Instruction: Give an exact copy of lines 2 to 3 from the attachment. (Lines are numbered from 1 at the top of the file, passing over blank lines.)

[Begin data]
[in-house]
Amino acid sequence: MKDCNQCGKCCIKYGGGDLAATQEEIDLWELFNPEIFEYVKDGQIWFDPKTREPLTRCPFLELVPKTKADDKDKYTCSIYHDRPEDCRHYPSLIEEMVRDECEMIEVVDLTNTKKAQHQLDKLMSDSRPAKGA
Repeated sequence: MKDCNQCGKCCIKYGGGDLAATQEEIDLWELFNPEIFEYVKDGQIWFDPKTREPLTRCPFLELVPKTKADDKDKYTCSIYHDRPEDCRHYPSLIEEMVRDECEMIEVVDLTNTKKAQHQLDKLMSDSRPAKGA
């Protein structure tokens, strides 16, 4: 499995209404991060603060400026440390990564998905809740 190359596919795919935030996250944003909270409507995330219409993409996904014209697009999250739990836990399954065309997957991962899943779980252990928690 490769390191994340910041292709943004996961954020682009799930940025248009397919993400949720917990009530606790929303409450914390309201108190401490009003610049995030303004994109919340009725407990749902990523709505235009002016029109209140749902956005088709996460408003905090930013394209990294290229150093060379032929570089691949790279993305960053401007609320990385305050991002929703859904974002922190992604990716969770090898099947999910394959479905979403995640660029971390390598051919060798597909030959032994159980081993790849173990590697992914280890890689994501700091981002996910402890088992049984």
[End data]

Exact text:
Amino acid sequence: MKDCNQCGKCCIKYGGGDLAATQEEIDLWELFNPEIFEYVKDGQIWFDPKTREPLTRCPFLELVPKTKADDKDKYTCSIYHDRPEDCRHYPSLIEEMVRDECEMIEVVDLTNTKKAQHQLDKLMSDSRPAKGA
Repeated sequence: MKDCNQCGKCCIKYGGGDLAATQEEIDLWELFNPEIFEYVKDGQIWFDPKTREPLTRCPFLELVPKTKADDKDKYTCSIYHDRPEDCRHYPSLIEEMVRDECEMIEVVDLTNTKKAQHQLDKLMSDSRPAKGA